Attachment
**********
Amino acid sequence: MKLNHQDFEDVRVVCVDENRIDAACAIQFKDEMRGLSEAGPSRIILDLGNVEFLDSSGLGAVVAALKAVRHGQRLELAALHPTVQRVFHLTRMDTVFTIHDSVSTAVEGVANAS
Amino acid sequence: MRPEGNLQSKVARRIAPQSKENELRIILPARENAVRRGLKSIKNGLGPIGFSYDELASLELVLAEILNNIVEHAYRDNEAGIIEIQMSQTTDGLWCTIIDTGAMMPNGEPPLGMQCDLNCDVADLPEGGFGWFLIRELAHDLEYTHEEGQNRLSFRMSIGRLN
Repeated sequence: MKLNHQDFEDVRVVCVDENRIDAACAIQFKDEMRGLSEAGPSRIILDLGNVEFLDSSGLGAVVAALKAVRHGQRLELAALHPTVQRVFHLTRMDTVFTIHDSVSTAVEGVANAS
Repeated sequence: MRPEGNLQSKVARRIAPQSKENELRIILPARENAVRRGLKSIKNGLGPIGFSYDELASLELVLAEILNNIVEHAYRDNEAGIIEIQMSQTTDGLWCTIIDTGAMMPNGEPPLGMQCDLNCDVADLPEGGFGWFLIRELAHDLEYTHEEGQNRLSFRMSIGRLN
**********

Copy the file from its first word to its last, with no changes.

Amino acid sequence: MKLNHQDFEDVRVVCVDENRIDAACAIQFKDEMRGLSEAGPSRIILDLGNVEFLDSSGLGAVVAALKAVRHGQRLELAALHPTVQRVFHLTRMDTVFTIHDSVSTAVEGVANAS
Amino acid sequence: MRPEGNLQSKVARRIAPQSKENELRIILPARENAVRRGLKSIKNGLGPIGFSYDELASLELVLAEILNNIVEHAYRDNEAGIIEIQMSQTTDGLWCTIIDTGAMMPNGEPPLGMQCDLNCDVADLPEGGFGWFLIRELAHDLEYTHEEGQNRLSFRMSIGRLN
Repeated sequence: MKLNHQDFEDVRVVCVDENRIDAACAIQFKDEMRGLSEAGPSRIILDLGNVEFLDSSGLGAVVAALKAVRHGQRLELAALHPTVQRVFHLTRMDTVFTIHDSVSTAVEGVANAS
Repeated sequence: MRPEGNLQSKVARRIAPQSKENELRIILPARENAVRRGLKSIKNGLGPIGFSYDELASLELVLAEILNNIVEHAYRDNEAGIIEIQMSQTTDGLWCTIIDTGAMMPNGEPPLGMQCDLNCDVADLPEGGFGWFLIRELAHDLEYTHEEGQNRLSFRMSIGRLN